It’s easy to lose track of time and before you know it, hunting season is here and you’re scrambling to figure out where to hunt. We have a few tips that can help you maximize your time in a pinch and also help you scout for future seasons.
Scout from Home
There are many resources that help you scout from the comfort of your own home before you even hit the road to physically scout the property you are looking to hunt. Garmin BaseCamp is a free program created by Garmin which allows you to organize your maps, photos and waypoints into a “digital diary” that keeps track of where you’ve been and when. Whether you're scouting from home via Google Earth, using detailed Garmin 24k TOPO or HuntView maps paired with a Garmin handheld GPS, or another resource provided for by the state you are hunting in, there are plenty of ways to compile enough information that will not only save you time scouting in the field, but also increase your chances at harvesting the buck of a lifetime.
Use your handheld GPS to mark waypoints of potential game trails to check out. If you’re trying to break down an entire section, it can take a ton of time if you don’t do your homework beforehand. Cross-reference from previous years using Google Earth to see if you can find the same game trails year-after-year. Garmin offers BirdsEye Satellite Imagery for all of its handhelds to make it easier for you to find the same game trail on your device. Don’t forget that deer are creatures of habit, just like we are. If they can, deer will take the path of least resistance every time, just like we will.
If it’s your first time hunting an area or if you haven’t had much success at your tried and true spot over the last several years, here’s a tip for potentially stumbling upon a big buck. Try comparing public land maps from the previous year to this year’s map. New land is either leased or acquired by the state every year and not many people will look to see the subtle changes that could pay off for you in a huge way.
How will you enter and exit your stand quietly without alerting wildlife or other hunters to your whereabouts (unless it’s for your own safety)? A lot of this will come with experience, but there’s a lot you can do to prevent spooking wildlife. Wear quiet, scent-free clothing and make sure you get in there before the deer wake up and before other hunters arrive. Whatever you do, don’t give up your secret spot by hanging flagging tape in the area you’re hunting. That’s what waypoints are for!
Figure out where other hunters might be entering. Knowing that can help you utilize hunting pressure to your advantage, as they can push deer towards you. It will also give you an indication as to the chances of another hunter walking right up on your stand and spooking the deer you’re after.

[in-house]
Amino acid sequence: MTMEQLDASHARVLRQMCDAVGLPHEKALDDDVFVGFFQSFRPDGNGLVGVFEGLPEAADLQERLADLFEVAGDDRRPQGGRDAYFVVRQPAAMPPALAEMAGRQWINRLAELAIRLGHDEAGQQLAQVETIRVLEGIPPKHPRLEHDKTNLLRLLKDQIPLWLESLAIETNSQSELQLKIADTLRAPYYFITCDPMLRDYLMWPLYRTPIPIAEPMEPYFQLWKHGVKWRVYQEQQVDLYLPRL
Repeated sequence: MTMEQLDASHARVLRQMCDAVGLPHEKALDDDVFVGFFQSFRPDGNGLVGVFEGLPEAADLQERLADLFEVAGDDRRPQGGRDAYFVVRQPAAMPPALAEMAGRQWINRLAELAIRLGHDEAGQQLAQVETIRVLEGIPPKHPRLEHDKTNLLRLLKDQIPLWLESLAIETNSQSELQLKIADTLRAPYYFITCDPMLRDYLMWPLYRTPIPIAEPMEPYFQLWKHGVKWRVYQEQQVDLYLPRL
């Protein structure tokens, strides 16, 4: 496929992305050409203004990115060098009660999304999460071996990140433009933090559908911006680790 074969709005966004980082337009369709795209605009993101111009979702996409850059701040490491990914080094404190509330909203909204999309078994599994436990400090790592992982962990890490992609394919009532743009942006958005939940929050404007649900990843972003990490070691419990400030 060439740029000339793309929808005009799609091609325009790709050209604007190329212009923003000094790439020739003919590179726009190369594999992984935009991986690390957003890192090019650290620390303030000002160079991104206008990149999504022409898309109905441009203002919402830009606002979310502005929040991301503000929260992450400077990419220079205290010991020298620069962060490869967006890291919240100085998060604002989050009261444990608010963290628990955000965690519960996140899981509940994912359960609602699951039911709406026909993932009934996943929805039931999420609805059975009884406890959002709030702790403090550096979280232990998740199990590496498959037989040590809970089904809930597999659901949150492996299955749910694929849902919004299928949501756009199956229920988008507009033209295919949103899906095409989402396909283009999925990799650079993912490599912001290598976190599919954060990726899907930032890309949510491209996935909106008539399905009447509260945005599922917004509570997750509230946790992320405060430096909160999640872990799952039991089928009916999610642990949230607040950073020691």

Be efficient with your time and pay attention to little details that may be more important than you realize. Piece them together to help you figure out a story, so to speak, of what the deer are doing. Putting together a pattern in hunting is just like putting a pattern together in fishing.It’s one in the same.
Mark waypoints in your GPS of potential locations to hang your treestands and make notes on each waypoint, whether it be in your mind or on paper – whatever works best for you. Always take into consideration what the wind could potentially do, so don’t limit yourself to hanging just one stand, because if you only have a few days to hunt, the wind might cripple your chances for success.
Don’t Overlook Land Boundaries and Thick Cover
Hunt the thickest cover you can find – places that nobody will want to go, because you can bet that the biggest, oldest, wisest deer will head there to get away from hunting pressure – especially after the rut.
Deer have a general sense of areas that are pressured during hunting season. They catch on quickly and will often head to neighboring private land for refuge. Deer will pattern human behavior just like we try to pattern theirs. Try setting up your stands near land boundaries to potentially catch some of these deer crossing over, because they don’t have the luxury of having Garmin HuntView mapping with public/private land boundaries like you might. Some states even compile files that you can download to your Garmin handheld GPS units, which might include public/walk-in land data and boundaries.
We hope these tips will help you increase your chances for success this fall and many more to come. For more exciting and informative hunting and fishing content, follow Garmin Fish & Hunt on social media. Don’t forget to share your fishing and hunting photos with us using #FishGarmin and #HuntGarmin for a chance to be featured on our channel!